Student or Learner
Hello. How are y'll?
Do I need "the" in front of "clients" in this sentence?
I worked very hard for clients.
Isn't it obvious without "the" that I am referring to past clients. I know it's technically called for, but don't many native speakers drop it?
I personally think "the" would make it sound like there were different kinds of clients and I am referring to a specific kind.
Please let me know what you think. I am really confused. Any comments are greatly appreicated.
Kind regards, Mr. N
It's not wrong without it, but it could imply some clients (not all), so it's better with the or our/my, etc. Of the three, I would use a personal adjective there and think it weakest with nothing.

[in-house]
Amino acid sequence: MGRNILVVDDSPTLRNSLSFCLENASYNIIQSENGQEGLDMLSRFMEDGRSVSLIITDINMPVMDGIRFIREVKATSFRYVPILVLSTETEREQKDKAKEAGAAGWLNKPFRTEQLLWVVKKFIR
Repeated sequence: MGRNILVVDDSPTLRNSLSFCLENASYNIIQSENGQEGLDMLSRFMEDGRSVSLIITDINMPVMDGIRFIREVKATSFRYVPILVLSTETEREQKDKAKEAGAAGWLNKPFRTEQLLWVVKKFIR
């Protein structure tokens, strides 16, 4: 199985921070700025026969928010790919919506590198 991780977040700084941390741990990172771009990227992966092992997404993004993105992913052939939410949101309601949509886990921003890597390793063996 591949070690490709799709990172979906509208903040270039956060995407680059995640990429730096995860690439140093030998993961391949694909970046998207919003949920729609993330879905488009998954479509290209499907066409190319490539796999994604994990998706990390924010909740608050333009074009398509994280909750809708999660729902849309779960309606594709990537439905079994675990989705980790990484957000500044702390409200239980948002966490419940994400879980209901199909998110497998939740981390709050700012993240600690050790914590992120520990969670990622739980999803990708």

I'd like to point out a possible ambiguity in the sentence.
I work hard for X.
That could mean I had to work hard to obtain X.
I worked hard for my A in math.
I had to spend a lot of time with leads and prospects and selling myself before they signed on to be my clients. I worked hard for my clients.
That could also mean that on their behalf, I work very hard.
When I was on the job, be assured that I worked very hard on behalf of my clients. I worked hard for my clients.
I'm not a teacher, but I write for a living. Please don't ask me about 2nd conditionals, but I'm a safe bet for what reads well in (American) English.